Cricket: Hughes makes headway on his hard-work ethic: Tourists' pace pair show signs of reaching their peak

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Australians . . . . . . . . . . . . . . 323-3 dec

Leicestershire . . . . . . . . . . . . .168-7

BETWEEN the showers at Grace Road yesterday, the convalescence after injury of one Mervyn Hughes was maintained so impressively that any passing England selector would have been left in no doubt that he is nicely on course to be somewhere near his best by the time he is required to perform in the first Test.

Hughes was miserably out of luck and therefore out of wickets, but the girth seems to be diminishing (like F S Trueman he probably has the old- fashioned view that the way to get fit for bowling is to bowl) and even though he seemed to have something in reserve he gave the Leicestershire openers as rough a ride as they will have had this season. The word was that the Australians, with 323 behind them, fancied bowling Leicestershire out twice. The county's batsmen are not all in the greatest of nick, partly because of some of the pitches they have encountered, and Nigel Briers and Tim Boon will testify to the quality of Hughes's assault on them.

Moving the new ball away from the bat at a healthy pace and extracting awkward bounce, he turned them round and opened them up. Unfortunately for him it was not a great day for close catching (though one has known it colder in Melbourne and Hobart) and both escaped at slip at nought and one in his first spell.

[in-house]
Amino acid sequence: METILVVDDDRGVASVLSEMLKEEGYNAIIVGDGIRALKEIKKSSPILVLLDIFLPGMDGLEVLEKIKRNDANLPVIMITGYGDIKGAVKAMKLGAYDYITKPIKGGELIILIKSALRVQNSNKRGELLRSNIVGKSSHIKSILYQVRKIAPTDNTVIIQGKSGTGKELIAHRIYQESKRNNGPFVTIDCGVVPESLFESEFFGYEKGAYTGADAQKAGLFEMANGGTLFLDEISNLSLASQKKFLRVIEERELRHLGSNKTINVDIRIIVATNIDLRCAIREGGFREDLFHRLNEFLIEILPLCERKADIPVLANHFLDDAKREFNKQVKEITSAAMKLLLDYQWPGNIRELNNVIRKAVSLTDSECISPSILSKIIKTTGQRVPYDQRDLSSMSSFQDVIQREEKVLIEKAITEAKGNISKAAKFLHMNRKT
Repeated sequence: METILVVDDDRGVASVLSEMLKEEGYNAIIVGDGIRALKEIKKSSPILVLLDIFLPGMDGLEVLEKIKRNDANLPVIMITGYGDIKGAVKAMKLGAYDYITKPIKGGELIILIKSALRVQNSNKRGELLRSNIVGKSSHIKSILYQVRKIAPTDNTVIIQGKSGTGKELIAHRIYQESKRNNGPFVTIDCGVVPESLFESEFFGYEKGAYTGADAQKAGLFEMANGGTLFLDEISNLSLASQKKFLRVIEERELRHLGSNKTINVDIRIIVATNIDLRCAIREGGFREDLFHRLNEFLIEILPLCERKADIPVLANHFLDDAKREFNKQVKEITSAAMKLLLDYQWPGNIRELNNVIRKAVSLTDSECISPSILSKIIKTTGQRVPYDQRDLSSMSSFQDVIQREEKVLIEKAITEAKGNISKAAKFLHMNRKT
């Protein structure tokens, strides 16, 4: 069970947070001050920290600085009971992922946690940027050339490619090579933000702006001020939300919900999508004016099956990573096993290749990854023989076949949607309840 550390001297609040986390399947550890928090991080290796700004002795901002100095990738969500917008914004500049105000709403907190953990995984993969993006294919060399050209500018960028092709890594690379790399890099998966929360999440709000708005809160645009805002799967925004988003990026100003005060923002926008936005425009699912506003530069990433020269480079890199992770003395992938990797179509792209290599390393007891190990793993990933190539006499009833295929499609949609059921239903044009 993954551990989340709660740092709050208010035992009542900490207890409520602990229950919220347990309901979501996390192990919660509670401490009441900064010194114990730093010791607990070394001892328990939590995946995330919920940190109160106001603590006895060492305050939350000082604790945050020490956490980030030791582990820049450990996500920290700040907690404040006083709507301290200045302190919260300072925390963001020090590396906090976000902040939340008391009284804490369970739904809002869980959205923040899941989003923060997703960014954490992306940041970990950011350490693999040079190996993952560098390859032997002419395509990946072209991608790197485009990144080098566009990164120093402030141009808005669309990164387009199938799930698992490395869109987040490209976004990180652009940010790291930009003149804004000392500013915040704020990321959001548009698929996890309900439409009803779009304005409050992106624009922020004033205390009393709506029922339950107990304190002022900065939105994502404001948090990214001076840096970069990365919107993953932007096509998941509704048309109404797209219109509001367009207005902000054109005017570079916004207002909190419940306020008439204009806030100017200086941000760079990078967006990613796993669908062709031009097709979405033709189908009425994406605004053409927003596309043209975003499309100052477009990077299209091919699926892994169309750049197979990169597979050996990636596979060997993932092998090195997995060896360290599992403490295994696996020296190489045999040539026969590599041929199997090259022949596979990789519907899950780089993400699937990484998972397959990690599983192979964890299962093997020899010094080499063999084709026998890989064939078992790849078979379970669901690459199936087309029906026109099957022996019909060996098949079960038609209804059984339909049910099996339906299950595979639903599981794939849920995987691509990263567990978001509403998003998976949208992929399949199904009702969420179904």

Operating uphill and into the wind, he bowled only nine overs in all, kept fresh by two stoppages for rain, but that was probably all Allan Border needed to see. His name is now doubtless firmly pencilled in, and would that one could be so sure that England's opening attack will be in such competent hands.

Having to stop and start so often was no help to Boon and Briers. With Craig McDermott passing the bat or finding the edge enough to need a third slip, it was a long time before much was ventured off the front foot and, as often happens, it was the later bowlers who picked up the rewards.

Brendon Julian eventually deceived Briers and then Leicestershire had problems that owed something to the fact that not only Julian, but Leicestershire's Alan Mulally before him, bowl left-arm over the wicket, leaving accommodating footmarks for Tim May's off-spin. From just outside off stump, he spun the ball sharply and made it bounce. Thus Boon was on the back foot rather than front when he was lbw and when Shane Warne's wrist-spin appeared Leicestershire got themselves into a real tangle.

Phil Robinson was caught behind cutting at a ball that was probably too straight for the stroke, then Smith was bowled behind his legs and when James Whitaker met one that turned and bounced, the tourists knew they were on the way to achieving at least the first part of their objective.

(Photograph omitted)